TABLE 4
Enhancement
in
Enhancement removal Enhancement Enhancement
average of adsorption efficiency in in
Maximum Removal pore average pore capacity % % by average average
capacity efficiency width diameter by preparing preparing pore pore
Type (mg/g) (%) (Å) (Å) composite composite width % diameter %
Kaolin 24.5 48.56 158.655 243.357 49.54 49.54 7.8498 24.560
Roasted date 48.55 96.23 172.170 322.585
pits, magnesite
and silica/
kaolin clay
composite

In one embodiment, an adsorbent composite for metal ions is disclosed comprising a granulated mixture of 50.363 wt % kaolin clay and roasted date pits, silica and magnesite are described. In another embodiment, to enhance such excellent combination of clay particles within the roasted date pits, silica and magnesite, it can be advantageous to mix 24.623 wt % of water, with the clay and roasted date pits, silica and magnesite.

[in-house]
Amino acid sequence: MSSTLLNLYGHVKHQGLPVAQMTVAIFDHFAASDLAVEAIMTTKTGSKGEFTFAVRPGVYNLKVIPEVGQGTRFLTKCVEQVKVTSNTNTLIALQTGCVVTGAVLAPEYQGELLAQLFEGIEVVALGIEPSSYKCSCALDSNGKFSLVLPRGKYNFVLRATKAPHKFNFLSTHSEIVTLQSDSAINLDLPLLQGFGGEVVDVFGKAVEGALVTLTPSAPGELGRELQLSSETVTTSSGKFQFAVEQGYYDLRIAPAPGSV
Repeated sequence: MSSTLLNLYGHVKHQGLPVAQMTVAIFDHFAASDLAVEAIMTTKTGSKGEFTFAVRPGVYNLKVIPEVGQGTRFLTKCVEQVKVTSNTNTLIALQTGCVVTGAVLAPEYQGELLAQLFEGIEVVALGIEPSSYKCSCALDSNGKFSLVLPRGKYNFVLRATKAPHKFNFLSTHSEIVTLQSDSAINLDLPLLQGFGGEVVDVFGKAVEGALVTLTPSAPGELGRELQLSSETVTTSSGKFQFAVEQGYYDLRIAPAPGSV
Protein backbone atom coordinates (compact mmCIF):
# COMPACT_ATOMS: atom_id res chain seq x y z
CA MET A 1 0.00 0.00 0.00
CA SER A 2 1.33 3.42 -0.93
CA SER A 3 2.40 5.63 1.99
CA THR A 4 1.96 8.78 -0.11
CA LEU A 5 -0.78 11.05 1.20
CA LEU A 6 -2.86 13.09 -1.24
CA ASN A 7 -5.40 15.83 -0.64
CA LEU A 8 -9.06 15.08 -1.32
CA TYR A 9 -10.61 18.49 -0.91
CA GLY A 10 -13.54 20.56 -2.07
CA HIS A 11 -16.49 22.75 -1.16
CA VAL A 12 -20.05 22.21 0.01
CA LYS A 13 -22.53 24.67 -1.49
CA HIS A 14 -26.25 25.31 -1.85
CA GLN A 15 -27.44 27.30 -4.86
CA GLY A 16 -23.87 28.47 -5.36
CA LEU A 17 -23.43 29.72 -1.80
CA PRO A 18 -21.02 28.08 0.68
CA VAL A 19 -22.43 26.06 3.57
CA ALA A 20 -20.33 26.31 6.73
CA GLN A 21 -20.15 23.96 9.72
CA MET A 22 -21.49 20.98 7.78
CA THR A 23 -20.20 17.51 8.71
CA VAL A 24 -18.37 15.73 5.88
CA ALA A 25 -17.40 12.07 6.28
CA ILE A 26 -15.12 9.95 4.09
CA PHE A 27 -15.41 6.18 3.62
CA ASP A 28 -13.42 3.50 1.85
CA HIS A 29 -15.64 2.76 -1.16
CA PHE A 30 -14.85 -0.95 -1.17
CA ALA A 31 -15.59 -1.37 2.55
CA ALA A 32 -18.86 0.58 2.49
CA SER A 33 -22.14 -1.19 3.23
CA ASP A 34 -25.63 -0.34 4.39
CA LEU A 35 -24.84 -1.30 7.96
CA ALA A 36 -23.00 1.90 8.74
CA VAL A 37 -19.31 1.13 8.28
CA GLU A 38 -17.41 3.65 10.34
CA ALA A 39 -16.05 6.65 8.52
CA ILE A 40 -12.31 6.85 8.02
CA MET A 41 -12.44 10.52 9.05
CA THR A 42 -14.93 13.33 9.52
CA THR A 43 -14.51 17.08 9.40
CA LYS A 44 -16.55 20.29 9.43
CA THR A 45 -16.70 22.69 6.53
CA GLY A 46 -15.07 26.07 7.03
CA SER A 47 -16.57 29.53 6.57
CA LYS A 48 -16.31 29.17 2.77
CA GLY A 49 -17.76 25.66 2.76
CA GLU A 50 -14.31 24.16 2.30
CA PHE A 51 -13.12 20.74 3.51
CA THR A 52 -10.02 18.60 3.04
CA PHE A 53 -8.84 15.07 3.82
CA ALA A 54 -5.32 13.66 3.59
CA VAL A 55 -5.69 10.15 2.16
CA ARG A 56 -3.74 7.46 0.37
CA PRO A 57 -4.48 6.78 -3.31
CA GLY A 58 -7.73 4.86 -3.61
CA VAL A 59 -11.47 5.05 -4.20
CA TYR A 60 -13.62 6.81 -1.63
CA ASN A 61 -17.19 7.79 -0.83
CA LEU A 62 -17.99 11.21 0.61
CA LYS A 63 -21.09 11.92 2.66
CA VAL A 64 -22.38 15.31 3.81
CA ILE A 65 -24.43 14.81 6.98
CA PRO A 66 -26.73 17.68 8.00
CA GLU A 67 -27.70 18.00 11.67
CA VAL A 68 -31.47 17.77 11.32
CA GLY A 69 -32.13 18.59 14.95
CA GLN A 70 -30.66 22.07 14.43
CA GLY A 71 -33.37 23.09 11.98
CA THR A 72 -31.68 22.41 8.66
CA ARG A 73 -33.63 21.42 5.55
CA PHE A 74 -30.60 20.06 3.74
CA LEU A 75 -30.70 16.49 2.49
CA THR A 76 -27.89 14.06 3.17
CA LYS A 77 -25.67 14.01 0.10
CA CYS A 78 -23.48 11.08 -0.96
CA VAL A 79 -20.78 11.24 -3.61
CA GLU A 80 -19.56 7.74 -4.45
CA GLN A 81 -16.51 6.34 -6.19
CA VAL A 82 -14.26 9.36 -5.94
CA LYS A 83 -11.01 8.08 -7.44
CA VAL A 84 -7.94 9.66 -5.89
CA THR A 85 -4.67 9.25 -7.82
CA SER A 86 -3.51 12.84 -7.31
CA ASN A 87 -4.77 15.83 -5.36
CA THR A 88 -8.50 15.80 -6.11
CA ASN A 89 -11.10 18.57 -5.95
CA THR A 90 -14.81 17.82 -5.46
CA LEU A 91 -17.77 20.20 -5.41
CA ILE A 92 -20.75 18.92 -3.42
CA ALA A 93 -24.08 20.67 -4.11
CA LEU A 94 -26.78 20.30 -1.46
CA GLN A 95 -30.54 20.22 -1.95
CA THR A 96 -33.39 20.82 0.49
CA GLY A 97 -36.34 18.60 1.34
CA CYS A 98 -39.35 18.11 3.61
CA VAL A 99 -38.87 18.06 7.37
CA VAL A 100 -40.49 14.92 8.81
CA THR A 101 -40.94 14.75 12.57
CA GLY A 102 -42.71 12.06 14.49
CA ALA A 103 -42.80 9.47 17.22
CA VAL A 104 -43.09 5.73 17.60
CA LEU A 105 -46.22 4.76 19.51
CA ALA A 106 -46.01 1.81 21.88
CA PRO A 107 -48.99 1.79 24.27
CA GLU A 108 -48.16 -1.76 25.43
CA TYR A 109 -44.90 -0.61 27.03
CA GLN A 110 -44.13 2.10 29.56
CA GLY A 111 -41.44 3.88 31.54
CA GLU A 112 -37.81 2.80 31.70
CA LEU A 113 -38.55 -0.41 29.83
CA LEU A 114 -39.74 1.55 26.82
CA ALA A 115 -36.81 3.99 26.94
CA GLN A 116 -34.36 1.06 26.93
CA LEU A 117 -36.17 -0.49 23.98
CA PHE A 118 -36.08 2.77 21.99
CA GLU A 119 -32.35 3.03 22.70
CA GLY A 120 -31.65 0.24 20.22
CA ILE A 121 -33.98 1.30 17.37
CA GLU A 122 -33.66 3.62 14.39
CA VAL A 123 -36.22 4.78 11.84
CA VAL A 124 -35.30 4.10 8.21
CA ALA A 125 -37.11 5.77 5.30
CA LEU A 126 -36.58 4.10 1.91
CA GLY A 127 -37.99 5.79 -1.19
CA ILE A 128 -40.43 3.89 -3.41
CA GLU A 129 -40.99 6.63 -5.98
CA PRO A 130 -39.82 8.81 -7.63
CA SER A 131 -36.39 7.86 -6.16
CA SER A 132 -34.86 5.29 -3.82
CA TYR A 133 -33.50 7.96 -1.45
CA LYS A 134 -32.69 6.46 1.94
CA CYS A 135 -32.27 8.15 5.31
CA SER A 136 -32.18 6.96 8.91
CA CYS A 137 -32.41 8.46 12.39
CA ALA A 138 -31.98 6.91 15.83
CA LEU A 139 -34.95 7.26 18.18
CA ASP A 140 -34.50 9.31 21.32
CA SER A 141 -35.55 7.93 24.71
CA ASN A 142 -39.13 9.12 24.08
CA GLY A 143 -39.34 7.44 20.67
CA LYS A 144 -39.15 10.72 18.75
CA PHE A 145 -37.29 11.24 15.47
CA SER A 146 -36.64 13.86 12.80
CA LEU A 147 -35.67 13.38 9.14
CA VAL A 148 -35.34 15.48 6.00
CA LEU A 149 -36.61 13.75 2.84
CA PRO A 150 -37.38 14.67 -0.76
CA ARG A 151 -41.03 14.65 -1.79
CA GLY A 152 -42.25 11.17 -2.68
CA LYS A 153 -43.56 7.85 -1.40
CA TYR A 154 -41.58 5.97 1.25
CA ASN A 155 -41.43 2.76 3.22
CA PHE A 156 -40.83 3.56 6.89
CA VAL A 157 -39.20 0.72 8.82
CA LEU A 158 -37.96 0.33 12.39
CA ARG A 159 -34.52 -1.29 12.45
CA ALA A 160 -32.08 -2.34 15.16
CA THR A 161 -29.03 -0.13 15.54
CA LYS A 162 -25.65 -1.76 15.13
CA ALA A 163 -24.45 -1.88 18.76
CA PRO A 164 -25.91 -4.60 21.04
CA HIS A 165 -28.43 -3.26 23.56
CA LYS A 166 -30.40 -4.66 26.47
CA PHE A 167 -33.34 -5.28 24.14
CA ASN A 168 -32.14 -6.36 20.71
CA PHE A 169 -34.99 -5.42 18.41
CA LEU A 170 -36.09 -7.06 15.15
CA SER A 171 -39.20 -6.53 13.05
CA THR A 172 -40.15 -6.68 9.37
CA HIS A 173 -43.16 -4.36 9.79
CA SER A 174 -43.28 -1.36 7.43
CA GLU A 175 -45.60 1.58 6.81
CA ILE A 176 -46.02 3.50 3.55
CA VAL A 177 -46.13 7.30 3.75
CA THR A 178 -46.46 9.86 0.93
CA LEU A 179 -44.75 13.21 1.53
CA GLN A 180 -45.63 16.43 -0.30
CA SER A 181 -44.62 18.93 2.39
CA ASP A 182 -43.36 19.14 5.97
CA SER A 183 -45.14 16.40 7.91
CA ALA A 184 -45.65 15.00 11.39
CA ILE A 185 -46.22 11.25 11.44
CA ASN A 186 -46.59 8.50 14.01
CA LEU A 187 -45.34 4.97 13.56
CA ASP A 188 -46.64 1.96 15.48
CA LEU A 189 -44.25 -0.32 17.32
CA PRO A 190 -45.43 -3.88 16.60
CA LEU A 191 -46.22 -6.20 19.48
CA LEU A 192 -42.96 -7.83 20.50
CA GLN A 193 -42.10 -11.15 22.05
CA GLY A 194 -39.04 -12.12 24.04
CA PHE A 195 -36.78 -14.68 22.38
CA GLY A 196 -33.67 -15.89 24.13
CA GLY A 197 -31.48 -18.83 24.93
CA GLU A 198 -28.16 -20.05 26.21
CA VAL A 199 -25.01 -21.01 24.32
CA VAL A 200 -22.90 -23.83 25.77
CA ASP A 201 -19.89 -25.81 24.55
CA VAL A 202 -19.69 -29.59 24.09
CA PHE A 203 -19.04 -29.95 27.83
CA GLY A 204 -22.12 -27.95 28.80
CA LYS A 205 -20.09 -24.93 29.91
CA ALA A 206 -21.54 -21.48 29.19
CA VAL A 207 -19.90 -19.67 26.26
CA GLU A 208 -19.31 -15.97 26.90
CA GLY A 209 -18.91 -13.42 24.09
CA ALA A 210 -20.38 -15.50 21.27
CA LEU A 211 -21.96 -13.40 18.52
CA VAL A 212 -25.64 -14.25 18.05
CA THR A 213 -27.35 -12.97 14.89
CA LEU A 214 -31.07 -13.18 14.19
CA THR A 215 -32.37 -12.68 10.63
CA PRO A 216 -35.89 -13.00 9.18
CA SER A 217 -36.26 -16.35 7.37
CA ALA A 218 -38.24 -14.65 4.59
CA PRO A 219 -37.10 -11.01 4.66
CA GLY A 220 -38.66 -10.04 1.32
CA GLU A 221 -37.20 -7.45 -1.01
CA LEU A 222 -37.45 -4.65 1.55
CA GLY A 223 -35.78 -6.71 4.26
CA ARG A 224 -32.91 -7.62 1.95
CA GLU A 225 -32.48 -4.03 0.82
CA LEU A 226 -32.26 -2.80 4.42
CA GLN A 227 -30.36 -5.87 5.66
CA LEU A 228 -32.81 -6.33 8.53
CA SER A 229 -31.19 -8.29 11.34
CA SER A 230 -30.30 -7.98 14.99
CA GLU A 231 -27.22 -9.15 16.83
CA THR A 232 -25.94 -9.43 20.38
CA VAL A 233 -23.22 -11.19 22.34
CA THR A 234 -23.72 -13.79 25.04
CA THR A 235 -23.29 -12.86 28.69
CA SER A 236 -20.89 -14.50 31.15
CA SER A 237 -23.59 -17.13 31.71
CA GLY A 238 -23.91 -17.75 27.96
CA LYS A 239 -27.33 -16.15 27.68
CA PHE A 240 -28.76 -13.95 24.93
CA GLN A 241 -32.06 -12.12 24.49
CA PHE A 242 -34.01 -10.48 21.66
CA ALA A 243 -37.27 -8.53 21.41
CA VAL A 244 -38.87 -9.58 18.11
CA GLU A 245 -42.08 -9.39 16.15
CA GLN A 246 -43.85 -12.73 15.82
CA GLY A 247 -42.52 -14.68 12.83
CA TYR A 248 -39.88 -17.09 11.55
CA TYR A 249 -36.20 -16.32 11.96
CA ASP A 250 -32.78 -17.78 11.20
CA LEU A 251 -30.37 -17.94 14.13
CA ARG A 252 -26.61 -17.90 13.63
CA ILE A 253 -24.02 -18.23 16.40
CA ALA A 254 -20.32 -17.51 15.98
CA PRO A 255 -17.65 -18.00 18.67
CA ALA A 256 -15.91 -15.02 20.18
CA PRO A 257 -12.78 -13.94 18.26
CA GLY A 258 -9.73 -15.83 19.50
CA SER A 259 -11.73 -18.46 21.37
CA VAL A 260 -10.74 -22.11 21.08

In one embodiment, the method of making the new adsorbent composite is to mill the kaolin clay to a size below about 125 mesh and wash the clay particles with distilled water several times to remove impurities. The milled kaolin clay is then dried in a vacuum oven, e.g., overnight. The dried clay is composited with roasted date pits, silica, magnesite, and water. The blended composite is placed in a mixer to make a paste. The paste is collected after 120 minutes, and then fed to an extruder at a room temperature. The extrudate of the blended adsorbent composite is collected in clean vessel, dried at different temperature levels, first it dried at 100° C. for two hours to evaporate the water, then increase the temperature up to 300° C. for two hours to remove any organic materials, then increase the temperature up to 800° C. for two hours to facilitate the reaction between the materials in the mixture and allow the materials to interact with each others. A reactive adsorbent composite is then ground to granules of different sieve sizes, ranging from 0.125 mm to about 0.25 mm. Then resultant sieved product is finally used as a new adsorbent composite.

Method of Using the Adsorbent: